On Thu, 15 Sep 2005 15:48:28 GMT, "Vox Humana"
Maybe you can explain something. I see lots of tiny Asian restaurants that
pop-up here and there in my area. The people who work there seem to be new
to this county based on their command of the language. Their restaurants
seem to survive while others, even big chains, come and go. Are these
people experience restaurant operators in their native land, and then move
here with a complete set of skill and good capitalization? Is there
something in the culture that makes them successful? What surprises me also
is that I live in an area that is on the fringe of Appalachia, not an area
that has a reputation for being curious or even accepting of other cultures.
I'm a bit surprised that there is a demand for Asian food, yet there is an
Asian buffet in every strip center.
1. Family owned and operated. All family members contribute by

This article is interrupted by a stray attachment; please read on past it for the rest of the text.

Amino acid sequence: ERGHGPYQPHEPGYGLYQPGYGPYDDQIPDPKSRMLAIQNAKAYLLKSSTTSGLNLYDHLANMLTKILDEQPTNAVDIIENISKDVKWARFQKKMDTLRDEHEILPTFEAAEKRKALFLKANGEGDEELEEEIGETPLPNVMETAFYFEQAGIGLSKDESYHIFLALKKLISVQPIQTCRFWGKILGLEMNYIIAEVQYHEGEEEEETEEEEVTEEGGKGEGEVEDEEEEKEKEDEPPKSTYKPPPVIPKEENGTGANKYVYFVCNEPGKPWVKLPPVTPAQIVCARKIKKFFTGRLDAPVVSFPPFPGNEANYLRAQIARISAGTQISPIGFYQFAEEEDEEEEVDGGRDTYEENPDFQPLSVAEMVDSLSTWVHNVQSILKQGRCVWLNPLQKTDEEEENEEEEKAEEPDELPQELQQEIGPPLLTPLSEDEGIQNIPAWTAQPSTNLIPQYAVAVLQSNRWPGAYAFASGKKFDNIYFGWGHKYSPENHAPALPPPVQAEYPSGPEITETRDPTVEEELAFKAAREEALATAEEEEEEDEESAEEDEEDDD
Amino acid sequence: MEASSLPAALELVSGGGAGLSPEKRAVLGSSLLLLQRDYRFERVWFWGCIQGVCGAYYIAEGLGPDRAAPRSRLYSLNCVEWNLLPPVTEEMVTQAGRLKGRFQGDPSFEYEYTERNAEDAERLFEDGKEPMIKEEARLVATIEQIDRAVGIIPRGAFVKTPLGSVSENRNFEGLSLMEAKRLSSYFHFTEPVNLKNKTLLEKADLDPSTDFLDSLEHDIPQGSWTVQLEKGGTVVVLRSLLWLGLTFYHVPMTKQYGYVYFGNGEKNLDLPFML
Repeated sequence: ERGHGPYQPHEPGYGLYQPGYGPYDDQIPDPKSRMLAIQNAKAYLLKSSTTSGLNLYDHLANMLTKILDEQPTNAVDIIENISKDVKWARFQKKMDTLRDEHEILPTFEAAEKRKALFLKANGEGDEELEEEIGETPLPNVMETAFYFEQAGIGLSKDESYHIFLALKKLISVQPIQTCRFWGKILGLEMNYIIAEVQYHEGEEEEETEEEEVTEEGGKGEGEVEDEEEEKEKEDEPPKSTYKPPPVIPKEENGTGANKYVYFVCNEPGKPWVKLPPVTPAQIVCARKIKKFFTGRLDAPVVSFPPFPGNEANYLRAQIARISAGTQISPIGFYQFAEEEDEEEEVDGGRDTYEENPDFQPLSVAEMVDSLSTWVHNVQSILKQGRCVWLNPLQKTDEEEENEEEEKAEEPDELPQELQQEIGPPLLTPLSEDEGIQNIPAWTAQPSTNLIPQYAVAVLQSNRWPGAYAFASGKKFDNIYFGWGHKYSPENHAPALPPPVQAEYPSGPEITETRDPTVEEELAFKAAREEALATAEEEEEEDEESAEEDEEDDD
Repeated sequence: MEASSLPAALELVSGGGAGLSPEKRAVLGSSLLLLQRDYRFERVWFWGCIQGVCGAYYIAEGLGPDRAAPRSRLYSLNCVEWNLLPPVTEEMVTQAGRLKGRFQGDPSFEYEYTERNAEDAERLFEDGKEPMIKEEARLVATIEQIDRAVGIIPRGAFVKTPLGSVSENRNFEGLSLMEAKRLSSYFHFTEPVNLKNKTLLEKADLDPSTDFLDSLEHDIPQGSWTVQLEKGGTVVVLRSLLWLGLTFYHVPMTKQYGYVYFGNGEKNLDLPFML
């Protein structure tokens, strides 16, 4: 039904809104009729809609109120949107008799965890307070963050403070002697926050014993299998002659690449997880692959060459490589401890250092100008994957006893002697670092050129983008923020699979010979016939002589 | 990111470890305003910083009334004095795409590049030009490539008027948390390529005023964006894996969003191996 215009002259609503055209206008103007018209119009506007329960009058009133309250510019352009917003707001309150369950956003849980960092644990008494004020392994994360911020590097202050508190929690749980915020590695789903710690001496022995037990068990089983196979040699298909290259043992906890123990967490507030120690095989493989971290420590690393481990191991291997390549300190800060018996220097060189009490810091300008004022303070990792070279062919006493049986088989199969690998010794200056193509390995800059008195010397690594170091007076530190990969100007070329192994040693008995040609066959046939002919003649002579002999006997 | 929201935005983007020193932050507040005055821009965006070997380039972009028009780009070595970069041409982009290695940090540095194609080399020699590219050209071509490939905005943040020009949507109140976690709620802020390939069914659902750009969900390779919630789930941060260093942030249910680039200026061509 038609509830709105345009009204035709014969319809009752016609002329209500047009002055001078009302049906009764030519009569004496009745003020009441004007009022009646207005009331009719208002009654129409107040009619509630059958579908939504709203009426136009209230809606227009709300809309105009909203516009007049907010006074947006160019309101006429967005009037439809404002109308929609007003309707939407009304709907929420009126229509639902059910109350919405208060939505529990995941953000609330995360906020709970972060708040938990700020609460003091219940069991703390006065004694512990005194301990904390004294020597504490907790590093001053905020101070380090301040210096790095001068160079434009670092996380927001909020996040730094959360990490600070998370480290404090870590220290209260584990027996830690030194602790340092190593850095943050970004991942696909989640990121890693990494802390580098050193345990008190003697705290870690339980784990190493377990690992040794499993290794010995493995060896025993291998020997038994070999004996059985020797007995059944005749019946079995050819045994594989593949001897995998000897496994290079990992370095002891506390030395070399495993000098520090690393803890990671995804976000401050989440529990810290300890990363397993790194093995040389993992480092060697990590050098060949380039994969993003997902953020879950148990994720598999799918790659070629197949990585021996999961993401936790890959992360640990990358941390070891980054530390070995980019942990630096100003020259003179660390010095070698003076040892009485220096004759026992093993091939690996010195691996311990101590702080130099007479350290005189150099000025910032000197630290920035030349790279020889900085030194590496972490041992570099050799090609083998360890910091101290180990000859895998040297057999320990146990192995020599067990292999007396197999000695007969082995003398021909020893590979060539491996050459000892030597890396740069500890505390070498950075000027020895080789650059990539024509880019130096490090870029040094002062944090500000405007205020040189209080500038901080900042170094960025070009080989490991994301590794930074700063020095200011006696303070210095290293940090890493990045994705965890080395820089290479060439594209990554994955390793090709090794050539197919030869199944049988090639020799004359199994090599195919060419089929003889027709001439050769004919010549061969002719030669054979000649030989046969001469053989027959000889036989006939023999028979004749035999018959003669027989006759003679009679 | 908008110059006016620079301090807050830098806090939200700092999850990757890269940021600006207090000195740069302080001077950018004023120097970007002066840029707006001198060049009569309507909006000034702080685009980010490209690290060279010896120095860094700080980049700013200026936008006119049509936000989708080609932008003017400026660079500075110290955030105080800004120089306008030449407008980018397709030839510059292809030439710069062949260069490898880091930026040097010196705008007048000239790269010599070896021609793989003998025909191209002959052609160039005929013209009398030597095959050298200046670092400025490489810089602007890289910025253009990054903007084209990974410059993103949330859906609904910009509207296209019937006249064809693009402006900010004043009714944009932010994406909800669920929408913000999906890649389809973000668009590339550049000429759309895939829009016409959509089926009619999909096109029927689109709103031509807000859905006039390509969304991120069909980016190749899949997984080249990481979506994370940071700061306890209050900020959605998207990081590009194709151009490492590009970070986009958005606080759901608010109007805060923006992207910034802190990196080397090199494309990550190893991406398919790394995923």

working hard without near the headaches and hassles of having to hire
2. The owners watch their expenses in the business and their personal
lives. They live cheaply and work hard to pass success on to the next
3. Culturally, especially for immigrants they are willing to put forth
effort to make a living. They are not necessarily trying to make
enough money to buy big houses and fancy cars. They live simply.
4. Asian restaurants are able to use fillers that increases profit
margins. Rice, chicken, noodles, etc.
5. They may also be cutting some corners on family members who are
tipped by not declaring the money for tax purposes.
6. Family members may work when they are underage. Children can do
some jobs in a family restaurant that would not be tolerated in other